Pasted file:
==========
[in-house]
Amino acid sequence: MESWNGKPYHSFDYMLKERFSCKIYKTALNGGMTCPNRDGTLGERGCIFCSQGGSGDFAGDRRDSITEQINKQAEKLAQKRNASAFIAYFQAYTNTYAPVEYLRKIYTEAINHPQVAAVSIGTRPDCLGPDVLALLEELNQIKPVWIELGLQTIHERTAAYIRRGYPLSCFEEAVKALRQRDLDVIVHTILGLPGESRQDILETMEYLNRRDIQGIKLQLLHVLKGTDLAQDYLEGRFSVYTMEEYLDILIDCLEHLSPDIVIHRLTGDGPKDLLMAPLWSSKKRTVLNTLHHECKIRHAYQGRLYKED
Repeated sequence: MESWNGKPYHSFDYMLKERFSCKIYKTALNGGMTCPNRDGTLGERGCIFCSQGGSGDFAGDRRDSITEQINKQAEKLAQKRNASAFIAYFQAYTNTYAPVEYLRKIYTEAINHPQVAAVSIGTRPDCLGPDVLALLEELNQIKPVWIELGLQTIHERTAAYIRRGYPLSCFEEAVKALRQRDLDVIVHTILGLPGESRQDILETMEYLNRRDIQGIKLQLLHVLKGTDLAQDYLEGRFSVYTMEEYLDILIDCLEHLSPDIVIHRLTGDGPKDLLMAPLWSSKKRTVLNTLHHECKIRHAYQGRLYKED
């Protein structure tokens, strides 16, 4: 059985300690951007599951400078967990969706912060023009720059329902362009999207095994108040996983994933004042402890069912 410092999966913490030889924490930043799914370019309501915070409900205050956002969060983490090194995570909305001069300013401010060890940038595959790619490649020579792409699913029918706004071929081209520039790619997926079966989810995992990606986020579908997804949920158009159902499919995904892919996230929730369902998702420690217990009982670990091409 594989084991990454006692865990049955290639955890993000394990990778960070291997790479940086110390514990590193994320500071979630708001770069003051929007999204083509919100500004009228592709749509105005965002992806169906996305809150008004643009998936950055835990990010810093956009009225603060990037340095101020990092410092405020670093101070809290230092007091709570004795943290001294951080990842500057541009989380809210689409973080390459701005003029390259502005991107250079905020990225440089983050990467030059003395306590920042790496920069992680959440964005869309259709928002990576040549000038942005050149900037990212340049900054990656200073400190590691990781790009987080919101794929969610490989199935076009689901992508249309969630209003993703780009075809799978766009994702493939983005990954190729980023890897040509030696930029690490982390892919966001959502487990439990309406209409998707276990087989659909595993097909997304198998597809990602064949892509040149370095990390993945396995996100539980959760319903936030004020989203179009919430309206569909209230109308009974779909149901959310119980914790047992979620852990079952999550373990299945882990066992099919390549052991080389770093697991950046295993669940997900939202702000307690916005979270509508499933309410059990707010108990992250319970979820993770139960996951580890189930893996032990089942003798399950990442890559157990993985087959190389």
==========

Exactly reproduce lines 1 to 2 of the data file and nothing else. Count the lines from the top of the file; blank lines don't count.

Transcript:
[in-house]
Amino acid sequence: MESWNGKPYHSFDYMLKERFSCKIYKTALNGGMTCPNRDGTLGERGCIFCSQGGSGDFAGDRRDSITEQINKQAEKLAQKRNASAFIAYFQAYTNTYAPVEYLRKIYTEAINHPQVAAVSIGTRPDCLGPDVLALLEELNQIKPVWIELGLQTIHERTAAYIRRGYPLSCFEEAVKALRQRDLDVIVHTILGLPGESRQDILETMEYLNRRDIQGIKLQLLHVLKGTDLAQDYLEGRFSVYTMEEYLDILIDCLEHLSPDIVIHRLTGDGPKDLLMAPLWSSKKRTVLNTLHHECKIRHAYQGRLYKED